Umsaskis to Michaud Farm a wild, scenic trip on Allagash waterway

Posted Aug. 02, 2013, at 11:37 a.m.
A brilliant Umsaskis sunrise on the Allagash Wilderness Waterway.
Matthew LaRoche | Courtesy of Steve Day
A brilliant Umsaskis sunrise on the Allagash Wilderness Waterway.

If you don’t have time to take a week-long canoe trip down the Allagash Wilderness Waterway, you have other options. A trip from Umsaskis to Michaud Farm will take you through some of the wildest and most scenic section of the waterway. This adventure covers 10 miles of lake and 25 miles of river and can be paddled in four days relatively easily.

Umsaskis Lake is easy to get to by taking the American Realty Road, due west of Ashland, about fifty miles. There is a nice hand-carry canoe launch next to the ranger station and a 10-vehicle parking lot located a short distance from the launch area. This section of the waterway is restricted to canoes and kayaks only.

Outboard motors are allowed, provided that they do not exceed 10 horsepower. If you are traveling from southern Maine, or from out of state, you will probably be tired by the time you get to Umsaskis and not want to paddle very far the first day.

If that is the case, there are several very nice water-access campsites located within a short paddle of the canoe launch.

On day two, you will have to cover about 18 miles. It would be wise to get going early in the morning before the wind comes up on Long Lake. Long Lake is a long, narrow lake with plenty of nice sandy beaches and rolling hills in the background.

There is an abundance of wildlife in this area, and moose sightings are the norm, not the exception. Lynx sightings are not uncommon on this section of the waterway. If you’re lucky, maybe you will get a look at one.

The halfway point on day two is Long Lake Dam. There is a nice campsite on river right, up on the earthen fill of the old dam. This is a great place to stop for a rest and eat lunch. The waterway recommends that you portage around the remnants of the old dam, but, depending on the water level, you may be able to line your canoes down through the drop on river left. Scout this drop before deciding what to do and err on the side of caution!

The river from Long Lake Dam to Round Pond is an outstanding stretch of waterway to paddle. This section of river has what I call “character.” It moves along at a gentle pace but requires constant attention to stay in the channel and away from the rocks. Don’t forget to keep an eye out for wildlife — you will see plenty.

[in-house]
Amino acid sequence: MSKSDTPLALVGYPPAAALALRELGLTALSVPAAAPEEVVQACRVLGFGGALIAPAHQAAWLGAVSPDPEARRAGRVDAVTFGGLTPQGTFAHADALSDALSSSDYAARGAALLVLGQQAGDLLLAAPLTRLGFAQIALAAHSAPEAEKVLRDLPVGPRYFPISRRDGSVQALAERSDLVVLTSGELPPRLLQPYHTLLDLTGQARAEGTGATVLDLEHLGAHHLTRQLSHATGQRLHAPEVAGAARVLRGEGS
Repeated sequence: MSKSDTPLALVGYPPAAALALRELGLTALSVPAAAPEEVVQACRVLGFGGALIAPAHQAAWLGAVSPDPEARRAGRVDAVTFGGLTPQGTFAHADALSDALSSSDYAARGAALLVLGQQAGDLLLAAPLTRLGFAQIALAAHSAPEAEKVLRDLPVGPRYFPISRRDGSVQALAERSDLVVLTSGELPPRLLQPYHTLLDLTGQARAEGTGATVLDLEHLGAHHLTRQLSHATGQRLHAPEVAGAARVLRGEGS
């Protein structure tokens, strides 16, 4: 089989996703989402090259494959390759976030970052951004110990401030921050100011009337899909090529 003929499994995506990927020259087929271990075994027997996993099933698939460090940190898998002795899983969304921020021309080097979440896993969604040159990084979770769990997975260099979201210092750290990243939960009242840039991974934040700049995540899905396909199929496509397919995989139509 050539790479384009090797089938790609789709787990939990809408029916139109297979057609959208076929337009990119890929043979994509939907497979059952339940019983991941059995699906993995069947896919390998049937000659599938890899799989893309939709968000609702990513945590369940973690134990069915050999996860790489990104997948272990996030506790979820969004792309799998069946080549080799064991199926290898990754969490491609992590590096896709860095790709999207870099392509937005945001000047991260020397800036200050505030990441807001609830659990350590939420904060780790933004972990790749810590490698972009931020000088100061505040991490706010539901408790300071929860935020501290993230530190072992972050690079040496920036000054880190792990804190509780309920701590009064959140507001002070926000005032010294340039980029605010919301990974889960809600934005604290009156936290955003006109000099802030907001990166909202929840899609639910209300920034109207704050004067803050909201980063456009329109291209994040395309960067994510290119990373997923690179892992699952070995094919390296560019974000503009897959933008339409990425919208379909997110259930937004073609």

After passing under Henderson Brook Bridge, it is just a short distance to Round Pond. There are several campsites to choose from on Round Pond. The lesser used sites are on the right as you enter the pond. These sites are out of the direct line of travel for canoeists and offer a better opportunity for solitude for those seeking that experience.

Jalbert’s Sporting Camps are located on a prominent point directly across from the inlet at Round Pond. An overnight at the camps may be arranged by calling Norman Marquis at 207-834-5974.

Day three starts with a lively run through Round Pond Rips; these are easy class 1 rapids and quick-water. A two-mile paddle through Musquacook Deadwater will bring you to Five Finger Brook and a group of campsites bearing that name. This is a good place to take a break or have lunch. From here to Michaud Farm, the river widens, and it is a little harder to read. There are several sandbars that you may need to drag your canoe over at low water.

There are several campsites to choose from in the Michaud Farm area. My personal favorite is Cunliffe Depot, located on river right about two miles upstream from the Farm. This site was once a busy logging camp; the two Lombard log haulers located just upstream from the campsite are testament to those bygone days of men working in the woods with crosscut saws and double bit axes.

The last day of the trip begins with a two-mile paddle to Michaud Farm and the end of a short but memorable journey down the Allagash Wilderness Waterway. Now that you have experienced a short trip on the waterway, I’m sure you will be back for more.

Hopefully, you have made arrangements for your vehicle to be shuttled from Umsaskis to Michaud Farm. Outfitters that provide these services are listed at: www.northmainewoods.org/.

For general information on the Allagash Wilderness Waterway, go to: www.maine.gov/doc/parks/; call 207-941-4014; email heidi.j.johnson@maine.gov; or write to the Division of Parks and Public Lands, 106 Hogan Road, Bangor, ME 04401.

The Allagash Wilderness Waterway is managed by the Department of Agriculture, Conservation and Forestry’s Division of Parks and Public Lands.

Matthew LaRoche is superintendent of the Allagash Wilderness Waterway.

 

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